My ‘culture’ gig this week was a rather strange one, because (as Michael Caine would say) “Not a lot of people know that”……and it concerns London’s ‘Necropolis Railway’ also known as the ‘Death Railway’!!!
Halfway between Lower Marsh street and Lambeth North tube station is 121 Westminster Bridge Road. As a building, it’s a lot more distinguished than the surrounding moden office blocks — as its constructed in red brick, with four pillars flanking the first floor windows — but it’s nothing outstanding.
What you wouldn’t know from the outside is that thousands of dead bodies have been transported through these premises.
The building is all that remains of the “London Necropolis Railway”, a railway company that was formed exclusively for transporting corpses out of London’s city centre in the 1850s, when inner London’s cemeteries were chock-a-block full.
Those who’d died in the overcrowded city were transported to be buried in leafy Surrey – their friends and family travelling with them for the funeral, before being brought back to London on a return journey the same day.
The railway ran from London to Brookwood Cemetery near Woking, a location which was thought to be close enough to the city for grieving relatives, but far enough away to avoid any threat to public health.
The London Necropolis Railway was very well planned. The route was chosen as the countryside scenery would be comforting to mourners, and the railway had its own dedicated trains and carriages, as it was thought that regular railway passengers wouldn’t be happy travelling in carriages that had previously been used to transport corpses.
The very first London Necropolis station was built next to Waterloo Station (then Waterloo Bridge station), and this and the Westminster Bridge Road Necropolis station shared railway lines out of the capital. The Necropolis station was a separate building, complete with waiting rooms for mourners, segregated by social class and religion, and the bodies were stored in the railway arches while awaiting transportation out to Brookwood.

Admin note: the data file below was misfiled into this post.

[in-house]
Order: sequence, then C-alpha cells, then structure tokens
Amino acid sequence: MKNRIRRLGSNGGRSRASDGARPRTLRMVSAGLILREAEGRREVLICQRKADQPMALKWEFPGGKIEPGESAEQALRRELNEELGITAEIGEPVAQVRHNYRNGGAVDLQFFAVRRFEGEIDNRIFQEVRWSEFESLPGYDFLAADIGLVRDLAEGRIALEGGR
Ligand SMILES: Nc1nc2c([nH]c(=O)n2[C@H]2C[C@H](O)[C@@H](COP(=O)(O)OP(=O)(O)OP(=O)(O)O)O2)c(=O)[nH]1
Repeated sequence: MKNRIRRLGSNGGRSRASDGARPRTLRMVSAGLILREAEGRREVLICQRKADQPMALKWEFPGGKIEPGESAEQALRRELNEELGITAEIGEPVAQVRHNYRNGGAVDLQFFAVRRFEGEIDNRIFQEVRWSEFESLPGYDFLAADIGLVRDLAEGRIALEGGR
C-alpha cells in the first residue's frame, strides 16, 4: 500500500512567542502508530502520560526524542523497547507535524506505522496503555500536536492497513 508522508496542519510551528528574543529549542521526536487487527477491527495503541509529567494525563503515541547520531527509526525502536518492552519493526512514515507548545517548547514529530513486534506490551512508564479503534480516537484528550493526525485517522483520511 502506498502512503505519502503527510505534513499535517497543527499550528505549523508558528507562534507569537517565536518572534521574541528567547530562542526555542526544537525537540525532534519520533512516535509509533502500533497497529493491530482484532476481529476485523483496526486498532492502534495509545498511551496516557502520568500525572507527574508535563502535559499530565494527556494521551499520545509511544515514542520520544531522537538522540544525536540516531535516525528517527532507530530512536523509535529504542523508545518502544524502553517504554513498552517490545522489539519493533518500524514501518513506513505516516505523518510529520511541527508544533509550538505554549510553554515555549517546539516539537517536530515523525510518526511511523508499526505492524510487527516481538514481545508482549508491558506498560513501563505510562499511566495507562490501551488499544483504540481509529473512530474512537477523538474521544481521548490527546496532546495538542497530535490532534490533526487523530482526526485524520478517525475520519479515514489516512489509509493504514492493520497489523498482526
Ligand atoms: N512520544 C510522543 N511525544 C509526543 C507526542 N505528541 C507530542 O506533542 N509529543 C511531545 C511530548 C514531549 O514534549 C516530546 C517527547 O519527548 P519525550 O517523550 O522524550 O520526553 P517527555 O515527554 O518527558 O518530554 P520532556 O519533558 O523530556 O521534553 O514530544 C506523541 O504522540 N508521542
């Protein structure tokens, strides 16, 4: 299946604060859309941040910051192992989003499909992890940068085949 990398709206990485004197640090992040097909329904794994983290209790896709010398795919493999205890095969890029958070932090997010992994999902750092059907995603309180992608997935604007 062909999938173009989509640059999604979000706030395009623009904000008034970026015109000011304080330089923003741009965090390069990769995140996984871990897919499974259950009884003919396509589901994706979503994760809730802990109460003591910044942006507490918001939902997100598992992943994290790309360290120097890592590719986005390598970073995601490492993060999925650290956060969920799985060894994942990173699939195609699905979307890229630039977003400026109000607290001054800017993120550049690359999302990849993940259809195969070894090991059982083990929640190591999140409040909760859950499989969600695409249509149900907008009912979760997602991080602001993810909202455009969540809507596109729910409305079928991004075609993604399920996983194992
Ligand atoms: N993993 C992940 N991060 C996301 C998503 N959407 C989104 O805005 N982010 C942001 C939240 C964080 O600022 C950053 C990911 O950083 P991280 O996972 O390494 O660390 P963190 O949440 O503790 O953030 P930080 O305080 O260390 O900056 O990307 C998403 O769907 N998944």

By the late 1890s, Waterloo station had increased capacity and needed to expand, so the new Necropolis station was built on Westminster Bridge Road in 1902, and the old station knocked down.
The ‘death railway’ continued to operate out of the building at 121 Westminster Bridge Road until 1941, when the premises took a hit in an air raid and suffered severe bomb damage.
The London Necropolis Railway did however continue to operate out of platforms back at Waterloo station until 1945, albeit with a severely restricted service – but after the war it was decided that it wasn’t worth rebuilding the station or reopening the Necropolis line, and the operation/service was closed down.
Between the London Necropolis Railway opening in 1849, and the final train running out of the designated station in 1941 – it was estimated that over 200,000 people had been transported out via the Necropolis railway and buried at Brookwood Cemetery.
Surprisingly, there is no mention of the Necropolis railway on the official Brookwood Cemetery website – and coverage of its existence anywhere else is extremely low-key – but nevertheless, I feel it’s an interesting piece of London history, albeit a bit of a ‘dark’ subject – and I have posted some photos to accompany this piece to help bring it to life (excuse the pun!!) – which I hope you find interesting too